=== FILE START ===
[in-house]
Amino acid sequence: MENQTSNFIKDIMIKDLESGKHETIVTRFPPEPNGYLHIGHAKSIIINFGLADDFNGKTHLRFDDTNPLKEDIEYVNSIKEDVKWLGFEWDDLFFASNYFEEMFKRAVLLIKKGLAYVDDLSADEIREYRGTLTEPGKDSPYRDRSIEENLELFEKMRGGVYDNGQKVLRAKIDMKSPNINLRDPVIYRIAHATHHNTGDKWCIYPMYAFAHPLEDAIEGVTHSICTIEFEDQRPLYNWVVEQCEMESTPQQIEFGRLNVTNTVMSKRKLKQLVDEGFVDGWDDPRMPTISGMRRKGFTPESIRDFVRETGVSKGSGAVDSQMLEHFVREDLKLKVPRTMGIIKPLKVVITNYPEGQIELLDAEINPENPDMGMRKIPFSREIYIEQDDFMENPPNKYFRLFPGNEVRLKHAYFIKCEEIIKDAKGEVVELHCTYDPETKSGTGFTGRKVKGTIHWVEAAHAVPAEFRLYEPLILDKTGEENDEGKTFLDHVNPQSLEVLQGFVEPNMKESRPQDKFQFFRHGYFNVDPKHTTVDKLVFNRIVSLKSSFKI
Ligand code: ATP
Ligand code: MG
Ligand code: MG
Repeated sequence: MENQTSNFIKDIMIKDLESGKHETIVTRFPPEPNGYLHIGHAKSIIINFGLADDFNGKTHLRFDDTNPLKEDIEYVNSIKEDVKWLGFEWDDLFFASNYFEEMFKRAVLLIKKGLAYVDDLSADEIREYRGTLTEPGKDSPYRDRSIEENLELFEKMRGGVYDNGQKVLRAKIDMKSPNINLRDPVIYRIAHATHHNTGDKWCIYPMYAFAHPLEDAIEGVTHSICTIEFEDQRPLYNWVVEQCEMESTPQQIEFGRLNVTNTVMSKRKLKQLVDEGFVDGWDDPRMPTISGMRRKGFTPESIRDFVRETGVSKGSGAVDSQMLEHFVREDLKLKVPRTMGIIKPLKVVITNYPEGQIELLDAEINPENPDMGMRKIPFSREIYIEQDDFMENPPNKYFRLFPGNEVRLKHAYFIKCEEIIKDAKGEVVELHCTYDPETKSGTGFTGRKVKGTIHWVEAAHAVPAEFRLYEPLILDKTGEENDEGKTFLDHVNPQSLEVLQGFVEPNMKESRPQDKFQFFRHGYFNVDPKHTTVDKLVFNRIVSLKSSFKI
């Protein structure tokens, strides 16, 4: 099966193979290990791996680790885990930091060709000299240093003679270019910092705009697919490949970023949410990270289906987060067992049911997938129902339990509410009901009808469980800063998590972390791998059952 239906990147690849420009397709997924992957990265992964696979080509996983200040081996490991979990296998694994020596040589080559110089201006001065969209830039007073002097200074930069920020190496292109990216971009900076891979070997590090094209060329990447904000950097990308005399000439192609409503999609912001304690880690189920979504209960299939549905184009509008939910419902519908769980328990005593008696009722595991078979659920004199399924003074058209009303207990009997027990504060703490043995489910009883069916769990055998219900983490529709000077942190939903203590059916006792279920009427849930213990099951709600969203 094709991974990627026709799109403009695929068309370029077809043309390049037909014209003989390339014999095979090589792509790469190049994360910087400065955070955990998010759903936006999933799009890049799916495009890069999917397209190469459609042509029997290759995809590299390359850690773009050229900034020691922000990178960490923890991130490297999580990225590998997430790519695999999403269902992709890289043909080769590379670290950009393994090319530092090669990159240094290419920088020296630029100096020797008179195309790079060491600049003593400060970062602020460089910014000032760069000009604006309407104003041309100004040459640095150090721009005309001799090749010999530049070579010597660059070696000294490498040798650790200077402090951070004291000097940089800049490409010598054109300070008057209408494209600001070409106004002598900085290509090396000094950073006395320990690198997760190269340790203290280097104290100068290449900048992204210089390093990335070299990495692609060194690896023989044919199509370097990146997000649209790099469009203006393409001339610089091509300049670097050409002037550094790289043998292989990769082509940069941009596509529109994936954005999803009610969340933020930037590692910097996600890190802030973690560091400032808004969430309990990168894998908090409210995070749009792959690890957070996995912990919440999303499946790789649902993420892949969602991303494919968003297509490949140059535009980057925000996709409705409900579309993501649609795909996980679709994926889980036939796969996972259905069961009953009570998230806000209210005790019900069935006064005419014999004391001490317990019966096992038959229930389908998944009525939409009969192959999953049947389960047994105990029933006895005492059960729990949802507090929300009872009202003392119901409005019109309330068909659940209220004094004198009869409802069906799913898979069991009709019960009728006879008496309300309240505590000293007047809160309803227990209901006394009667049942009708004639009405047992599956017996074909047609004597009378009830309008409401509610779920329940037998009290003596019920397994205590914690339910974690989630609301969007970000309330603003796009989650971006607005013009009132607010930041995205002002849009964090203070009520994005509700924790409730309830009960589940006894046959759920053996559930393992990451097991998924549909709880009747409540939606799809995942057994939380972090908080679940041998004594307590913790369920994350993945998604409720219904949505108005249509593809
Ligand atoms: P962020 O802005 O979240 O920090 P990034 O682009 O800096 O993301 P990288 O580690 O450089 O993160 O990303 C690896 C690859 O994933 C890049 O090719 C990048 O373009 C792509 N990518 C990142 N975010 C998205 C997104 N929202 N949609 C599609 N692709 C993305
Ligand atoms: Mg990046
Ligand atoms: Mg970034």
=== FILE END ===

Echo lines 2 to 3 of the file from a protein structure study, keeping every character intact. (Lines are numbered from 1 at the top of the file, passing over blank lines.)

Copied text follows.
Amino acid sequence: MENQTSNFIKDIMIKDLESGKHETIVTRFPPEPNGYLHIGHAKSIIINFGLADDFNGKTHLRFDDTNPLKEDIEYVNSIKEDVKWLGFEWDDLFFASNYFEEMFKRAVLLIKKGLAYVDDLSADEIREYRGTLTEPGKDSPYRDRSIEENLELFEKMRGGVYDNGQKVLRAKIDMKSPNINLRDPVIYRIAHATHHNTGDKWCIYPMYAFAHPLEDAIEGVTHSICTIEFEDQRPLYNWVVEQCEMESTPQQIEFGRLNVTNTVMSKRKLKQLVDEGFVDGWDDPRMPTISGMRRKGFTPESIRDFVRETGVSKGSGAVDSQMLEHFVREDLKLKVPRTMGIIKPLKVVITNYPEGQIELLDAEINPENPDMGMRKIPFSREIYIEQDDFMENPPNKYFRLFPGNEVRLKHAYFIKCEEIIKDAKGEVVELHCTYDPETKSGTGFTGRKVKGTIHWVEAAHAVPAEFRLYEPLILDKTGEENDEGKTFLDHVNPQSLEVLQGFVEPNMKESRPQDKFQFFRHGYFNVDPKHTTVDKLVFNRIVSLKSSFKI
Ligand code: ATP